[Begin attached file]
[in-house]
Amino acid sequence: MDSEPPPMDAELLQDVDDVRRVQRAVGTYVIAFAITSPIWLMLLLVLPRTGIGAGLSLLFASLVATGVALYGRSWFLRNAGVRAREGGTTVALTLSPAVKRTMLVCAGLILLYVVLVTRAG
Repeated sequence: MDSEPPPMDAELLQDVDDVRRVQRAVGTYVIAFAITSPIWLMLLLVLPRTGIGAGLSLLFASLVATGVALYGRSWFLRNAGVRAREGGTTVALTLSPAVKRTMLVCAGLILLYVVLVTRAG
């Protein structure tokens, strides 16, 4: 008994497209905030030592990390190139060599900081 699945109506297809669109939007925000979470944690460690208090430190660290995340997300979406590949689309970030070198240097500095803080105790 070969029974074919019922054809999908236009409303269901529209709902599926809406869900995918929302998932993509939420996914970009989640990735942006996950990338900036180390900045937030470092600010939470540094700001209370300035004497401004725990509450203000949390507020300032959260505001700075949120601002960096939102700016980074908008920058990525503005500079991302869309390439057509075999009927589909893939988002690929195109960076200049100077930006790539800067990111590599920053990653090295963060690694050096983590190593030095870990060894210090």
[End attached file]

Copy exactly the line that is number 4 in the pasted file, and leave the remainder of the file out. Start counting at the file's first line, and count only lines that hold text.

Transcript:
């Protein structure tokens, strides 16, 4: 008994497209905030030592990390190139060599900081 699945109506297809669109939007925000979470944690460690208090430190660290995340997300979406590949689309970030070198240097500095803080105790 070969029974074919019922054809999908236009409303269901529209709902599926809406869900995918929302998932993509939420996914970009989640990735942006996950990338900036180390900045937030470092600010939470540094700001209370300035004497401004725990509450203000949390507020300032959260505001700075949120601002960096939102700016980074908008920058990525503005500079991302869309390439057509075999009927589909893939988002690929195109960076200049100077930006790539800067990111590599920053990653090295963060690694050096983590190593030095870990060894210090």